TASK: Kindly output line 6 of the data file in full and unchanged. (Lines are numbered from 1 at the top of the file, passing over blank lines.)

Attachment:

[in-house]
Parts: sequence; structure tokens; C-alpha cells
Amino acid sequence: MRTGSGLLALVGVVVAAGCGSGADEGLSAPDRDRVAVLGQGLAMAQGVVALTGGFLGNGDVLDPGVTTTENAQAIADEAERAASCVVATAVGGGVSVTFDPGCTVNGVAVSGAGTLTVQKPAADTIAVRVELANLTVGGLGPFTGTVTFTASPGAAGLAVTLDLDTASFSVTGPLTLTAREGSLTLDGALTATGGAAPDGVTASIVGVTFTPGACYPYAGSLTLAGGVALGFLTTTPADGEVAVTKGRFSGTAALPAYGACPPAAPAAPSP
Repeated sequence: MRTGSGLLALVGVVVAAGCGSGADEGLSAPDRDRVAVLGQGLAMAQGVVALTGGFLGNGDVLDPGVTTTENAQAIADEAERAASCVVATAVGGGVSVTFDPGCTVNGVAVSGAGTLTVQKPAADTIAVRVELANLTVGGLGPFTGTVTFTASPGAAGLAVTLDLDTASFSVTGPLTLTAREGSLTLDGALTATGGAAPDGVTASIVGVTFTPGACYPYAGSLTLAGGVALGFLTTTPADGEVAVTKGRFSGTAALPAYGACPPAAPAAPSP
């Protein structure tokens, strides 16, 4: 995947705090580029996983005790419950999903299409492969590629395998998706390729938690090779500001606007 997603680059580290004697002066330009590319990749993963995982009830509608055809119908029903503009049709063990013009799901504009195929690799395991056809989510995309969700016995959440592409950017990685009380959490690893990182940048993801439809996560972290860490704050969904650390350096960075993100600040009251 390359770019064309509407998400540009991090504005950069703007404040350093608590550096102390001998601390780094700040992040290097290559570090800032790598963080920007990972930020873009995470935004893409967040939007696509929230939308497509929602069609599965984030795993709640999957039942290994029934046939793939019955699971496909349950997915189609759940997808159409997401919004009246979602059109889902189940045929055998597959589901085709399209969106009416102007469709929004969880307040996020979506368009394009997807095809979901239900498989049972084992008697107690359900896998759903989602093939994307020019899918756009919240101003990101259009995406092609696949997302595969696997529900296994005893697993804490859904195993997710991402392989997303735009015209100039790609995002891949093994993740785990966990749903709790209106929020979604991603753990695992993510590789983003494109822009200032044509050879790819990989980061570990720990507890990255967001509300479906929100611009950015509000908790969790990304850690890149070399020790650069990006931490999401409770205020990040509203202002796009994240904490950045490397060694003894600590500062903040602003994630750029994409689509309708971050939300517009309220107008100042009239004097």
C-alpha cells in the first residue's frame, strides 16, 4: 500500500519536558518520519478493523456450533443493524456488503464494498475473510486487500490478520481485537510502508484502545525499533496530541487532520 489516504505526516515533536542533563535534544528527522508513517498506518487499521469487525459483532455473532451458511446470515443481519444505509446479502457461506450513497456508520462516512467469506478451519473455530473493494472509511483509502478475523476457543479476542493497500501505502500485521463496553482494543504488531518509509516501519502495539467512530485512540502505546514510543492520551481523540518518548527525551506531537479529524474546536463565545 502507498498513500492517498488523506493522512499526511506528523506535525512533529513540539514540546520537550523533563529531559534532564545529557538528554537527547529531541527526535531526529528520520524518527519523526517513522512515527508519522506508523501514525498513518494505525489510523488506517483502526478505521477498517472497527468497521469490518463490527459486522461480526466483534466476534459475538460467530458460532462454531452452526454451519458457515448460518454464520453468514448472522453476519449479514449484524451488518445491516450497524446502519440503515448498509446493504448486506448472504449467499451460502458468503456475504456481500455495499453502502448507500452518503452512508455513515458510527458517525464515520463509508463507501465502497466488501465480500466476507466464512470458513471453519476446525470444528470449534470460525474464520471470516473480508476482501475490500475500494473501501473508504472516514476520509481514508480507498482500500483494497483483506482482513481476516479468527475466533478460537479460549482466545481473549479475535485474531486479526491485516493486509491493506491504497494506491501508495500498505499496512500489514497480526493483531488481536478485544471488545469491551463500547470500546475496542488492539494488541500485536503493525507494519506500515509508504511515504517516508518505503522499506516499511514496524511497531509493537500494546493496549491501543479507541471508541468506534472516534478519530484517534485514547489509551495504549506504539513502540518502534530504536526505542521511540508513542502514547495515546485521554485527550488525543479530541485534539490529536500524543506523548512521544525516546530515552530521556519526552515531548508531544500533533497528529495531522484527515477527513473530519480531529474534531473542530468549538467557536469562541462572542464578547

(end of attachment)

C-alpha cells in the first residue's frame, strides 16, 4: 500500500519536558518520519478493523456450533443493524456488503464494498475473510486487500490478520481485537510502508484502545525499533496530541487532520 489516504505526516515533536542533563535534544528527522508513517498506518487499521469487525459483532455473532451458511446470515443481519444505509446479502457461506450513497456508520462516512467469506478451519473455530473493494472509511483509502478475523476457543479476542493497500501505502500485521463496553482494543504488531518509509516501519502495539467512530485512540502505546514510543492520551481523540518518548527525551506531537479529524474546536463565545 502507498498513500492517498488523506493522512499526511506528523506535525512533529513540539514540546520537550523533563529531559534532564545529557538528554537527547529531541527526535531526529528520520524518527519523526517513522512515527508519522506508523501514525498513518494505525489510523488506517483502526478505521477498517472497527468497521469490518463490527459486522461480526466483534466476534459475538460467530458460532462454531452452526454451519458457515448460518454464520453468514448472522453476519449479514449484524451488518445491516450497524446502519440503515448498509446493504448486506448472504449467499451460502458468503456475504456481500455495499453502502448507500452518503452512508455513515458510527458517525464515520463509508463507501465502497466488501465480500466476507466464512470458513471453519476446525470444528470449534470460525474464520471470516473480508476482501475490500475500494473501501473508504472516514476520509481514508480507498482500500483494497483483506482482513481476516479468527475466533478460537479460549482466545481473549479475535485474531486479526491485516493486509491493506491504497494506491501508495500498505499496512500489514497480526493483531488481536478485544471488545469491551463500547470500546475496542488492539494488541500485536503493525507494519506500515509508504511515504517516508518505503522499506516499511514496524511497531509493537500494546493496549491501543479507541471508541468506534472516534478519530484517534485514547489509551495504549506504539513502540518502534530504536526505542521511540508513542502514547495515546485521554485527550488525543479530541485534539490529536500524543506523548512521544525516546530515552530521556519526552515531548508531544500533533497528529495531522484527515477527513473530519480531529474534531473542530468549538467557536469562541462572542464578547